There must be something in the water in Southern California that triggers something in the minds of its musicians or Taylor Young is just a madman. Regardless yet again another band emerging from SoCal has quickly added itself to the ranks of Xibalba and Nails as a true heavyweight of metal inspired hardcore in the form of Disgrace.

Seeing the words “featuring members of Nails and Twitching Tongues” kind of lets you know what you are in for. If at least its equal parts of the two you know it’s going to be super heavy and have a ton of groove. It is definitely both and it runs the gambit of influences. Much like the previously mentioned Xibalba, Disgrace offers a wide variety of source material it pulls from where Xibalba seems to hone in on just Morbid Angel. Young and company seem to pull from anything from the slow punishing pace of the likes of Bolt Thrower and Celtic Frost, the tuning and distortion of Entombed, to sounds not too far from Beneath The Remains era Sepultura, blended with the groovy hardcore styling in vain of Merauder, Cold As Life, and even a smidgen of Twitching Tongues. Much like I said in the Discourse review, even though you can hear nothing but the influences throughout, that’s not necessarily a bad thing. Disgrace meshes so many root sounds into one that it kind of becomes a Vultron of music.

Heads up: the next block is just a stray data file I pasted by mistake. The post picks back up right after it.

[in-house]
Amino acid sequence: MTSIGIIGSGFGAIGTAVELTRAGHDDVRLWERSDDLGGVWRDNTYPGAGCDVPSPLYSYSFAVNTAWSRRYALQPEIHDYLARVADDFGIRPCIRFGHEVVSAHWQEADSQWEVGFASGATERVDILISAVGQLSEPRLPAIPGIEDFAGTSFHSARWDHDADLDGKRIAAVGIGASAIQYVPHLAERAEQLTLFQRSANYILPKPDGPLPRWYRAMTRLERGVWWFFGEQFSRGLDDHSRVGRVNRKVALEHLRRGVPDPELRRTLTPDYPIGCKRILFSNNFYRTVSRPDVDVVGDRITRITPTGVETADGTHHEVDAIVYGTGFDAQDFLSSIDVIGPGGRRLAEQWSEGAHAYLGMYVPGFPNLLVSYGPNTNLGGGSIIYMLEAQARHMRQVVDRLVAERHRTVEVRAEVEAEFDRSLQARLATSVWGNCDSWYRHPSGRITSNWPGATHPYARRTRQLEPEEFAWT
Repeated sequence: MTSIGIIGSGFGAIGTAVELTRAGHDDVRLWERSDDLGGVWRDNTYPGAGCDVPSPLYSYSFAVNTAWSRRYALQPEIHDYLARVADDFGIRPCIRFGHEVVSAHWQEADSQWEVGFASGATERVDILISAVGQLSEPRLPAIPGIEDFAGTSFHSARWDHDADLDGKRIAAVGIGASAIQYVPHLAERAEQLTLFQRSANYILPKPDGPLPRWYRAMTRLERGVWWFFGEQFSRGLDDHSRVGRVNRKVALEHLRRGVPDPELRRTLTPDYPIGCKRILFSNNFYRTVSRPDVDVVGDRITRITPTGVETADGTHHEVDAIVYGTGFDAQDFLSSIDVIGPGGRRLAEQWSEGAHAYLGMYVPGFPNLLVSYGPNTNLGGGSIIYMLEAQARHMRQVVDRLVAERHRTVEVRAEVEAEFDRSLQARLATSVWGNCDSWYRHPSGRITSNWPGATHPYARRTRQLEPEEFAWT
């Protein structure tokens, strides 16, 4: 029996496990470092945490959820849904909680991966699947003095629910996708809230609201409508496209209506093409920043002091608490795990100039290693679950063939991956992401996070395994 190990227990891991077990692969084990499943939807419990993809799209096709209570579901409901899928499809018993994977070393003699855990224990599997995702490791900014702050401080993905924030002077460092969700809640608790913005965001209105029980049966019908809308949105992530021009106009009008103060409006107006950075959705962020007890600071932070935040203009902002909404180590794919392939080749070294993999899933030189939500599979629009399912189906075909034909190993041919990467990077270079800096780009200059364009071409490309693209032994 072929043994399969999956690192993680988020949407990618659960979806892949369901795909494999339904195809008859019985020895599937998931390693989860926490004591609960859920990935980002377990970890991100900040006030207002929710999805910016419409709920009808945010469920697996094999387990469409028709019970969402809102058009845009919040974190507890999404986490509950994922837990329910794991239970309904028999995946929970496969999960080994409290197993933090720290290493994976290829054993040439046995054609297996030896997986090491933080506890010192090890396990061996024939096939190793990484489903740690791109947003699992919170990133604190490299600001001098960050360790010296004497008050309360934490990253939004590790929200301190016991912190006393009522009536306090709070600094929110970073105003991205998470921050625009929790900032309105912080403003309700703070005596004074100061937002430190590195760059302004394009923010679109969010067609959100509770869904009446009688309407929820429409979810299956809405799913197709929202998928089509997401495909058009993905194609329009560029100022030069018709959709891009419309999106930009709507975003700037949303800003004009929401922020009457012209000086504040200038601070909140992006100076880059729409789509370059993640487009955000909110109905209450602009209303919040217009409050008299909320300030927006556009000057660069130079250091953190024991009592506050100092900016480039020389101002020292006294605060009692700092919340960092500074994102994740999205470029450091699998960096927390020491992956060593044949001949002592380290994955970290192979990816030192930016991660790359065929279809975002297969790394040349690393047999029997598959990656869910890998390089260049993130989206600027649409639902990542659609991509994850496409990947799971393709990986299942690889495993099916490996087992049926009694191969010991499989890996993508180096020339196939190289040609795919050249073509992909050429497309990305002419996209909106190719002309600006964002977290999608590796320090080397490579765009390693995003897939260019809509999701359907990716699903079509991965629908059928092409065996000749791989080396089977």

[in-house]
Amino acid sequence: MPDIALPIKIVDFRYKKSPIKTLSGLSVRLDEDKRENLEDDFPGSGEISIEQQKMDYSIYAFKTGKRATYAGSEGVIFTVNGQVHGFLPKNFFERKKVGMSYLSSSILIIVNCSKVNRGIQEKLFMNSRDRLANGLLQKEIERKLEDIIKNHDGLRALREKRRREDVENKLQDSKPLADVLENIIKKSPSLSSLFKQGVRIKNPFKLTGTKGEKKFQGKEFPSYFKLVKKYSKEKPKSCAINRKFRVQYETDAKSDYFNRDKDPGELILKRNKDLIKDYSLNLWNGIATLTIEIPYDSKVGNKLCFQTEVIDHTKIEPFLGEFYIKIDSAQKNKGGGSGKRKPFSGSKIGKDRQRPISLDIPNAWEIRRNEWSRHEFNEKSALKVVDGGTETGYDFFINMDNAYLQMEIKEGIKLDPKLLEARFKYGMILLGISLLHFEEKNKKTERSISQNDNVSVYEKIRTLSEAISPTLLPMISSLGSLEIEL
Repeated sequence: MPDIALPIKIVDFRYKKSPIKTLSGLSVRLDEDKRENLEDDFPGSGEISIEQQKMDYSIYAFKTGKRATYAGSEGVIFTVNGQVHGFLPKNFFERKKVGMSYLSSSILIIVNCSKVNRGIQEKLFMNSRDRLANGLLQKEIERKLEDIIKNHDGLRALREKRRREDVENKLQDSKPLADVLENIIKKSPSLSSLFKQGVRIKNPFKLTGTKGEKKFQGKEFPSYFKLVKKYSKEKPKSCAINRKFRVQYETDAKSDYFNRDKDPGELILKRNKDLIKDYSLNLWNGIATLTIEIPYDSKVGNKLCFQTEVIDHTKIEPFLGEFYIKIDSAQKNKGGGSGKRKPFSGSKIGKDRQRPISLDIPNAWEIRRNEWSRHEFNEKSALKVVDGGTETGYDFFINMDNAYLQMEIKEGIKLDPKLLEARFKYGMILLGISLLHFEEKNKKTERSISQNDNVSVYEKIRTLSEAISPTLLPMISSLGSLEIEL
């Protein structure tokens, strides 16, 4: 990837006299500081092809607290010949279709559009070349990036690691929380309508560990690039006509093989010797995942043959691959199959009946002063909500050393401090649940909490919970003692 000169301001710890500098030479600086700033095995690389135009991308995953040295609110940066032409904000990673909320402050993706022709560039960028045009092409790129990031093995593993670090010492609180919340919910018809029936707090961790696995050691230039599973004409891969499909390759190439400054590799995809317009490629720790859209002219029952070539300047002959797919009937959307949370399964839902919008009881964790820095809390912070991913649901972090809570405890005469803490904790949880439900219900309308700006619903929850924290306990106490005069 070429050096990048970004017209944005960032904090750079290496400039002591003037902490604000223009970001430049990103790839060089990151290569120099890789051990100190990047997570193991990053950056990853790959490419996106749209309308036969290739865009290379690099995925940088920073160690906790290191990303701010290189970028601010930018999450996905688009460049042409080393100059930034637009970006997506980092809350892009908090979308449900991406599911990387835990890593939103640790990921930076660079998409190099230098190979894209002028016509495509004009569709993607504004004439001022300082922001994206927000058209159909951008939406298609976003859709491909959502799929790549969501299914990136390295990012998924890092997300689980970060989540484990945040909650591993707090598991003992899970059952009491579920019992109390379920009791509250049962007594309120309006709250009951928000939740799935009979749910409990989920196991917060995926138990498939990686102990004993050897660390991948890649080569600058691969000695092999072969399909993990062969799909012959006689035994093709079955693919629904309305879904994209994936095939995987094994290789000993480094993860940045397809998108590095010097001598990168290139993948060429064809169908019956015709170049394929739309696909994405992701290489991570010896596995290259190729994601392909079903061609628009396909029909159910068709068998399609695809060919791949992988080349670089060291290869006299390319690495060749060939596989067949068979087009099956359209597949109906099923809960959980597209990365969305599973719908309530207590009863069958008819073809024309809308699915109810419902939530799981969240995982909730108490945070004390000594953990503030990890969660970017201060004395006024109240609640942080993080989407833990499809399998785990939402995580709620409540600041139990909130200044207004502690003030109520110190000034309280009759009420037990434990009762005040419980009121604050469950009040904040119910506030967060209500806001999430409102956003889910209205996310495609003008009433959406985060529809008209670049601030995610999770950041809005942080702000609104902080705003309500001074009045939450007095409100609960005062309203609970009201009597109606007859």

While the end result is a 44 minute audio pummeling, the album does come with its set of flaws. For starters, I think the mishmash of materials resulted in the majority of the record sounding just like itself over and over again. Listening to the record straight through has lost me every time by the time I get to the melodic instrumental, Segue, which breaks up the album but that doesn’t occur until near of the end of the record. Listening to the songs out of order and on their own proved to be a much better listening experience and I was able to appreciate their individual colossus on their own. The other downfall I feel is in its muddiness. I’m not sure if you can blame the production or the guitar tone as the problem but something doesn’t work there. I get that the point was to go old school and stay there but making the music a little more crisper would have paid huge dividends here.

My two little gripes aside, this is a menacing record. They have successfully taken some of my favorite old school death metal and hardcore bands and squeezed them into a single idea. It will be interesting to see if the new school hardcore kid can accept and gravitate to such a sound. Since my music age tends to be older than my actual age, I really dig this and hope for more bands to follow suit.